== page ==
The aft charge cup 24 is a standard plastic lid similar to the type placed on a drink cup for take-out at fast food restaurants, for example. It is so constructed that it will only fit on the aft end of the LES at the recoil orifice plate 26. It produces the gas seal function at the aft end and does provide debris functions as described above as well. Charge cup 24 does not, however, contain the smoke producing agent and is a low-cost device for the described use. To refire the device, new charge cups are installed and the system recharged and used again.
FIG. 5 illustrates an exploded view of the supply case which is used to house the O2 supply canister 40, the Mapp gas supply canister 42, a CO2 cartridge 44 which is penetrated on insertion and remains sealed in the system. Also included are various pressure gauges 46 which are used to monitor the gas supplies, the battery supply 50 which provides the power for the electronic package 52. O2 and the Mapp gas are made available to the LES launch simulator tube 10 through conventional gas connectors 60 and 62 respectively. Gas is made available by a pneumatic metering system which supplies the correct amounts of combustible gases to produce the required sound pressure levels. This system is shown schematically in FIG. 2.
The typical operation would be as follows: The CO2 cylinder 44 is pierced when it is installed into its regulator assembly 80 within the supply case 70. The regulated CO2 gas flows into the inlet of valves 81 and 82. When charging of the LES launch simulator tube prior to firing is desired, the operator depresses a push button 90 which opens the valve 81. The regulated CO2 gas then flows into a delay tank 83 and then through an adjustable discharge orifice 84. When sufficient pressure has been built up in the delay tank, the increase in CO2 pressure communicates with an actuator 94 which opens valve 82. Thus, although the push button will be released, valve 82 will remain open so long as sufficient pressure remains to operate actuator 94. After a certain period of time, however, the CO2 will escape through the discharge orifice 84 and eventually reduce the pressure on actuator 94 to ambient, thus allowing valve 82 to close. The period of time that the actuator 94 will hold valve 82 open is determined by appropriate selection or adjustment of the variable discharge orifice 84. When valve 82 is opened CO2 is supplied to a pressure switch 85 which activates a lamp 101 for a visual indication of gas flow and to a Mapp gas actuator 96 which opens the Mapp gas valve 86 and communicates map gas to the combustion chamber 20.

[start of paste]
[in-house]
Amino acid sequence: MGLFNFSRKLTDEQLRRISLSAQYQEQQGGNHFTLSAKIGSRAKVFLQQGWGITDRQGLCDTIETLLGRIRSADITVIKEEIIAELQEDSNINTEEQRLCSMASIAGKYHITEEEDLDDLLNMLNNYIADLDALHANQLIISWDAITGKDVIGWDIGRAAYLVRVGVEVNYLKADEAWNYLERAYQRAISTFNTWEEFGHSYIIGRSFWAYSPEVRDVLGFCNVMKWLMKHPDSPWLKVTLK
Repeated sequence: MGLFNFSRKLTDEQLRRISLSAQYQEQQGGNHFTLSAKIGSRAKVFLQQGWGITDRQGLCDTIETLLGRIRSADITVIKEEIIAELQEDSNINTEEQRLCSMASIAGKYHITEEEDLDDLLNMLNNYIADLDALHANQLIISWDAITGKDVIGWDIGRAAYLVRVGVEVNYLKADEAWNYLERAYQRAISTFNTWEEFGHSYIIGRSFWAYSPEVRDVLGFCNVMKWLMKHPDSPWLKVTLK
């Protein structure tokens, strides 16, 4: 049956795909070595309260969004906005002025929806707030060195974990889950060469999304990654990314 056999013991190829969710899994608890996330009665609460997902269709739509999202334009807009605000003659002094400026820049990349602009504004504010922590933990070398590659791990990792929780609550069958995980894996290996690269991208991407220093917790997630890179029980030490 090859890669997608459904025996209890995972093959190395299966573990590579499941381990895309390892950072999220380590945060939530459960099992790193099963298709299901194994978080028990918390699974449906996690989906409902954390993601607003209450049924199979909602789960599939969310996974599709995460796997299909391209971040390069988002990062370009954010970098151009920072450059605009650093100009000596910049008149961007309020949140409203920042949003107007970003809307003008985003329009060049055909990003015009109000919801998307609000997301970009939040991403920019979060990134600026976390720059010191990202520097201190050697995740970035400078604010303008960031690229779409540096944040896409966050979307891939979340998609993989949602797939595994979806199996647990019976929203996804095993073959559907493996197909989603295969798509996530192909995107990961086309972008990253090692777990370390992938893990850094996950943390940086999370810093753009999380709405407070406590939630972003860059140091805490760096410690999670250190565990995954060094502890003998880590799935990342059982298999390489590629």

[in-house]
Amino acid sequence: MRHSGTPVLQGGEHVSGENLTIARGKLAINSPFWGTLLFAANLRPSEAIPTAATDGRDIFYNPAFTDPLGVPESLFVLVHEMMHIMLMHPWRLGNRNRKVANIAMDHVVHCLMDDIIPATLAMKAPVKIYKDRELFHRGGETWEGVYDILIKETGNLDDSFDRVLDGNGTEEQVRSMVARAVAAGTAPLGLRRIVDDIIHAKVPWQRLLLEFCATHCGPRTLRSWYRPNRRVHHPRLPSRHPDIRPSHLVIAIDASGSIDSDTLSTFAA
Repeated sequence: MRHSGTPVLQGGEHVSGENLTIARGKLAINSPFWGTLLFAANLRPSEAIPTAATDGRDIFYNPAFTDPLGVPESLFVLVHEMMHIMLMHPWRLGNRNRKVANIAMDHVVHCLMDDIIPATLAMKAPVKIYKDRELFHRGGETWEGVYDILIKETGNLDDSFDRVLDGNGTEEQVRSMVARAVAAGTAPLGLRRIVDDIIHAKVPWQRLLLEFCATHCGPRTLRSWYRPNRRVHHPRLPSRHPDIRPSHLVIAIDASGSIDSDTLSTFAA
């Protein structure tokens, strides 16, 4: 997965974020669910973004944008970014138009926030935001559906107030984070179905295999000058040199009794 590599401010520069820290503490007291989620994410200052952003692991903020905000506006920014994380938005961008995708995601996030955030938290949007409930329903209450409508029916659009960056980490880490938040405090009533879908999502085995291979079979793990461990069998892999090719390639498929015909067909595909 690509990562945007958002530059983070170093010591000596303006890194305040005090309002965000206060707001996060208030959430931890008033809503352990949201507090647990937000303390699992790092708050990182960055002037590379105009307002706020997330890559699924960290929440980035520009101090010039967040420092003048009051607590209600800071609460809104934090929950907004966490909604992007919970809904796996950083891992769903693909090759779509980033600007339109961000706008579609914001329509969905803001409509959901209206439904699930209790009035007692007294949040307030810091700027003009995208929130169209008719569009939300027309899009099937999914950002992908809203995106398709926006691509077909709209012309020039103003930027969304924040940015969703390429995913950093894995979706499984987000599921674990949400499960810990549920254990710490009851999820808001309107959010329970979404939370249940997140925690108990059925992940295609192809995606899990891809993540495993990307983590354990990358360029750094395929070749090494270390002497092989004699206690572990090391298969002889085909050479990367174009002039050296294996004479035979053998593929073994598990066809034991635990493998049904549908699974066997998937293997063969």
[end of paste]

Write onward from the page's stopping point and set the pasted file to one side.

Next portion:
Simultaneously, pressure is applied to oxygen supply actuator 98 which similarly opens an oxygen valve 88 and supplies oxygen to the combustion chamber 20. The valves, in fact, communicate the gas to gas hose fittings 60 and 62, and a conventional gas line hose is used to interconnect the supply case with the launch simulator tube.
As may be noted in FIG. 5, the supply case supports the fittings 60 and 62 to which the gas line hose, normally stored within the supply case cover 72, is attached for communication of gas to gas manifold 27 shown in FIG. 3. The metering of the gas into the chamber can be accomplished electronically by an appropriate electronic timing circuit which electrically activates the Mapp gas and oxygen valves for the appropriate fill time which may be electrically adjustable. Such a circuit is illustrated in FIG. 8. Device 26, the recoil orifice, is attached to the combustion chamber 20, and the gas lines attach at fittings 102 and 104 respectively. The forward end of the gas manifold 27 is depressed slightly and provided with a bracket 100 for mounting within slot 106 of the combustion chamber 20 and is positioned down and away from the forward section of said tube such that charge cup 22 may be inserted therein to seal the system. The opposite end 108 is fastened to the inner portion of combustion chamber 20.
In FIG. 4 it may be noted a tracker connection 140 provides the electrical interconnection for ground leads and for leads to the redundant glow plugs 112 and 114 of FIG. 3 (selected by switch 202 of FIG. 5), to the LES supply case as shown in FIG. 5 and to the trigger which is not shown but is simply a closing switch to the electronics package, such interconnection providing a source of current for the battery 50 to the glow plugs after an appropriate delay as described herein. The specific wiring and interconnection is not shown and is noted as being obvious to anyone skilled in the art.